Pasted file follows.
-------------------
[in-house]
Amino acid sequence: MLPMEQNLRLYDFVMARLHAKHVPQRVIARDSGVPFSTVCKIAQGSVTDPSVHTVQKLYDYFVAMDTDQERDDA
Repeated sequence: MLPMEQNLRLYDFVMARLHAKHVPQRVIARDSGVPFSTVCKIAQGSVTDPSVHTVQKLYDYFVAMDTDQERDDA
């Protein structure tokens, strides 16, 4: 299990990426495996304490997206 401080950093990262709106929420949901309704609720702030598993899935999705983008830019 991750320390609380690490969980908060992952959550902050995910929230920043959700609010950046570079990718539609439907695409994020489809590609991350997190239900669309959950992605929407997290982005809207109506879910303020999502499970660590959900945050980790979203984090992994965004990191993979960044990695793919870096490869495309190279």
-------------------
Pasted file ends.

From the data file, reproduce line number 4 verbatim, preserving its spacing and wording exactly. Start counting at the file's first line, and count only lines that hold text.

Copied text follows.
């Protein structure tokens, strides 16, 4: 299990990426495996304490997206 401080950093990262709106929420949901309704609720702030598993899935999705983008830019 991750320390609380690490969980908060992952959550902050995910929230920043959700609010950046570079990718539609439907695409994020489809590609991350997190239900669309959950992605929407997290982005809207109506879910303020999502499970660590959900945050980790979203984090992994965004990191993979960044990695793919870096490869495309190279």